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Microsoft Pri0

Welcome to Microsoft Pri0: That's Microspeak for top priority, and that's the news and observations you'll find here from Seattle Times technology reporter Matt Day.

August 9, 2007 at 10:43 AM

aQuantive shareholders agree to Microsoft acquisition

In a brief, well-attended — by aQuantive’s past standards — shareholder meeting this morning in Seattle, owners of the company overwhelmingly approved Microsoft’s proposed acquisition, which will net them gains of more than $30 a share, 85 percent, over the price before the deal was announced.

On May 18, Microsoft announced plans to buy the Seattle-based digital advertising company for $6 billion, or $66.50 a share.

The crowd of about 25 shareholders and current and former employees applauded when the vote tally was read. Out of 79,985,251 shares outstanding eligible to vote on the acquisition, the holders of approximately 58,197,697 shares of common stock, 72.7 percent, cast ballots in favor of the acquisition. Here’s the regulatory filing confirming the vote.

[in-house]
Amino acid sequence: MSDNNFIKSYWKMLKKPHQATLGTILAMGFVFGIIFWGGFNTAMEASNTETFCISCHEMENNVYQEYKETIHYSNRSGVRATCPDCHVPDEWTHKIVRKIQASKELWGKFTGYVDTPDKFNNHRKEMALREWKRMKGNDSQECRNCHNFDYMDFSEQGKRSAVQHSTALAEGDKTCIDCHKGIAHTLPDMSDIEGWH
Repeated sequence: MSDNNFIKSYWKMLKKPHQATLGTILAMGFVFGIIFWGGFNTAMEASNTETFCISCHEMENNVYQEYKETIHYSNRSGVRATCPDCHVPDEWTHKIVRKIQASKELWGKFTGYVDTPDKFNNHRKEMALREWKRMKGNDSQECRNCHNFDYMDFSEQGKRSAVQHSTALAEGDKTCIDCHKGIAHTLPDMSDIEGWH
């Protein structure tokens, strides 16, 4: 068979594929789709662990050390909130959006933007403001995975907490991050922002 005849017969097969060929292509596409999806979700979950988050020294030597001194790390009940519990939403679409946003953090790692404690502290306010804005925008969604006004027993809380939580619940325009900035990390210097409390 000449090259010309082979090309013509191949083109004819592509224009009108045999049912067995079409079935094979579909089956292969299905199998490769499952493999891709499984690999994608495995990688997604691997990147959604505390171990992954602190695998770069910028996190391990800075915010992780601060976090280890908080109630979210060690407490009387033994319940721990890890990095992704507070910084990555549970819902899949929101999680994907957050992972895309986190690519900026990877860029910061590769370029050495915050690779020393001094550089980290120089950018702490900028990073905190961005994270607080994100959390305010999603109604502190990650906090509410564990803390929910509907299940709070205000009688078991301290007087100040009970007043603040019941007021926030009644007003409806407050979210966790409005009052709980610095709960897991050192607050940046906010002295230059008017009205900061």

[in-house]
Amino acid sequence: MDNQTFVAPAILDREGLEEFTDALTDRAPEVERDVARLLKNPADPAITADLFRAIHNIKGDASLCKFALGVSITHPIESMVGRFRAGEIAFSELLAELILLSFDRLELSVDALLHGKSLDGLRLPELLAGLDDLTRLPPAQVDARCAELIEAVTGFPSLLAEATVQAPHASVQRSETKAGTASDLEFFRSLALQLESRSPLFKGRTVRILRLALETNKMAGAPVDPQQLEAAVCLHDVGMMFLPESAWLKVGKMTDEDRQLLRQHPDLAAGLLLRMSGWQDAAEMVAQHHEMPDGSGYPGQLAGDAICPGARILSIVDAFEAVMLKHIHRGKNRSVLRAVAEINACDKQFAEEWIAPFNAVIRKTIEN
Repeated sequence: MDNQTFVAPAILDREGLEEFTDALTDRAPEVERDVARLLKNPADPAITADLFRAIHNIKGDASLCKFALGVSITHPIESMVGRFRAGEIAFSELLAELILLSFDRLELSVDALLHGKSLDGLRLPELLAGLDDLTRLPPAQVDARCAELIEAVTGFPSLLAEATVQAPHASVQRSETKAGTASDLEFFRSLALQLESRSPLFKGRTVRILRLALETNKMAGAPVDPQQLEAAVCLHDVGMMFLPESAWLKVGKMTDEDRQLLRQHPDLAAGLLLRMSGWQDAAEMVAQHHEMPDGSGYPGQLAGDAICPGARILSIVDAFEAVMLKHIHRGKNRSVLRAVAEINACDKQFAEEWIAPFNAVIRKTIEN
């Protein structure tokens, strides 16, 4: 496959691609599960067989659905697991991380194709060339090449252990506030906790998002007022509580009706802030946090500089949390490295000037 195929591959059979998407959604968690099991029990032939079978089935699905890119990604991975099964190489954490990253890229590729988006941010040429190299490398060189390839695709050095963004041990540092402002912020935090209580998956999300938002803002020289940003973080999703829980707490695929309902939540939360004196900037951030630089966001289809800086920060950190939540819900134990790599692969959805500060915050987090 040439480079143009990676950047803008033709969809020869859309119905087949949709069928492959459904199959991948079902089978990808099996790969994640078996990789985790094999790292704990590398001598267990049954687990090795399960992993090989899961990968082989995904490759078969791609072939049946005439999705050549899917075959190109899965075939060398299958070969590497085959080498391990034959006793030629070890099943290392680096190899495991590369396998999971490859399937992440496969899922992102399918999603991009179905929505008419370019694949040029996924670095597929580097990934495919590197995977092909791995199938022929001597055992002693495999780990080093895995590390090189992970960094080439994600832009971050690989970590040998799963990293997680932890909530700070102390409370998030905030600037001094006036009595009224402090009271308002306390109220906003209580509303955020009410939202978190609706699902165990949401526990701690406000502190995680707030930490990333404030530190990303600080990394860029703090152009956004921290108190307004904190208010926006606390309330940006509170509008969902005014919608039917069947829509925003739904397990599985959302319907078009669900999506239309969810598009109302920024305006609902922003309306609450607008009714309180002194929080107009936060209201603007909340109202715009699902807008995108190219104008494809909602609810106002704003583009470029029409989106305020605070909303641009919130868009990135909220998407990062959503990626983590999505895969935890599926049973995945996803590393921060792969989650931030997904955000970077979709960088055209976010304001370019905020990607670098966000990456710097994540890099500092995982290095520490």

One man with a big smile on his face was Hoby Douglass. He joined what was then Avenue A in 1999, before the company went public. He was wearing a baseball jersey identifying him as employee No. 106.

Douglass said the jersey was used in a marketing campaign to attract new hires.

“We did a pub crawl all over town and came up to people and said. ‘Do you want to work here? Do you want to work here?’ Because that’s the way it was back then. And we got some new employees out of it, so it was great,” he said.

Today, the company has about 2,400 employees globally who will soon become part of Microsoft, which has close to 79,000 full-time workers. The deal is expected to be finalized later this month.

Douglass later left aQuantive, but he said he continued to buy shares of its stock on the open market to add to what he accumulated as an employee. He said he did so because he always had confidence in the company’s management.

“I knew the management and I thought, this is not a risk,” Douglass said. “They’ve proven me right.”

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